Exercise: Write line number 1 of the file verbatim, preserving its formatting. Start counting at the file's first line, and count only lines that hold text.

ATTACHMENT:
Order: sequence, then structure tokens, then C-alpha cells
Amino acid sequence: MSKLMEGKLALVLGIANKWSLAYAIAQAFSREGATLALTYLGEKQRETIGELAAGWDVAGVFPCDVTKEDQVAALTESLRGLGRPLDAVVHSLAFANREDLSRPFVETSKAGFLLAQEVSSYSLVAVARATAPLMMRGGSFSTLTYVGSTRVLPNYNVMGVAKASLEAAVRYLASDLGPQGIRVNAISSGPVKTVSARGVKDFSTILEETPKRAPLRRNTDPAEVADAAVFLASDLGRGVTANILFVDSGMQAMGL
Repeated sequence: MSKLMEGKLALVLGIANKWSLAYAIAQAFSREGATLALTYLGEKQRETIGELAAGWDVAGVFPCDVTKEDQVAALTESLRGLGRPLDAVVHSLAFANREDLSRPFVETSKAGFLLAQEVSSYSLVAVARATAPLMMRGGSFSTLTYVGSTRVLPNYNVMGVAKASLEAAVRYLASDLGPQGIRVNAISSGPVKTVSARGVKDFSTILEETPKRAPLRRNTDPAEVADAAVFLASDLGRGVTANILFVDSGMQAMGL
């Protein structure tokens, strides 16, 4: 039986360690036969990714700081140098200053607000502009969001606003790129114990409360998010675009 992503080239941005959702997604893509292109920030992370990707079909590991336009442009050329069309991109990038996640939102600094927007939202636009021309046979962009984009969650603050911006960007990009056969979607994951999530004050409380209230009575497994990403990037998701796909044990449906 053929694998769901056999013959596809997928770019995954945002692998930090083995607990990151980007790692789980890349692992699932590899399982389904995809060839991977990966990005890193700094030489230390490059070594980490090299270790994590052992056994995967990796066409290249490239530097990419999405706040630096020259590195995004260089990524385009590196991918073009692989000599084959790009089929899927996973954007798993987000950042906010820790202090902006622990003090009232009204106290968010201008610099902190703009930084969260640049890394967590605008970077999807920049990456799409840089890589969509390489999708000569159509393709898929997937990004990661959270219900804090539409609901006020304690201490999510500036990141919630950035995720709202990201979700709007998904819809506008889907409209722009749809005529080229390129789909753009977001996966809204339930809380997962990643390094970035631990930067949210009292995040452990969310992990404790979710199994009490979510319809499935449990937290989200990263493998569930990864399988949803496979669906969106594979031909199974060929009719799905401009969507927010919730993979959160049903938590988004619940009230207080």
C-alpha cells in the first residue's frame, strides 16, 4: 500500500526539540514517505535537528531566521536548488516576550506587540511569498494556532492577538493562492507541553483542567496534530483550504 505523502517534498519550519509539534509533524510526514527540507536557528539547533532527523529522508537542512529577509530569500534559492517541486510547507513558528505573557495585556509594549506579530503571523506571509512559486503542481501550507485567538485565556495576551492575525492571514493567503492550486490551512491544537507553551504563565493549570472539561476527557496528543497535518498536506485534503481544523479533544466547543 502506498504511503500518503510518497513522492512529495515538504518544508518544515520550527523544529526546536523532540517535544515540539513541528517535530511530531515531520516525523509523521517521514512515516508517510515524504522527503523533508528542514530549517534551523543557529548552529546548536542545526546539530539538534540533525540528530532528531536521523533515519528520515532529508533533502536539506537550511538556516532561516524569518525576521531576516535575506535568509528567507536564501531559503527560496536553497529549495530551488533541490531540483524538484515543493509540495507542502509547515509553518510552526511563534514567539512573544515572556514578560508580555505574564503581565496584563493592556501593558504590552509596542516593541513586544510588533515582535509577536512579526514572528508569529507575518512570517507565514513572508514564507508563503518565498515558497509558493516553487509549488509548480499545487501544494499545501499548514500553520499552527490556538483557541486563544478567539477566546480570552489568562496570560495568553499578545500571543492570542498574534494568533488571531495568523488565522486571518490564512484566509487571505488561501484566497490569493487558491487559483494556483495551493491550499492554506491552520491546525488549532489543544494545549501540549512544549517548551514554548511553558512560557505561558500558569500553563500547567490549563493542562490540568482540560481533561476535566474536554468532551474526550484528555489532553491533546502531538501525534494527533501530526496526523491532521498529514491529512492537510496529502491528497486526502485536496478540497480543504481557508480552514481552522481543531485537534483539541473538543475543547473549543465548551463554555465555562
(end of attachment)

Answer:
Order: sequence, then structure tokens, then C-alpha cells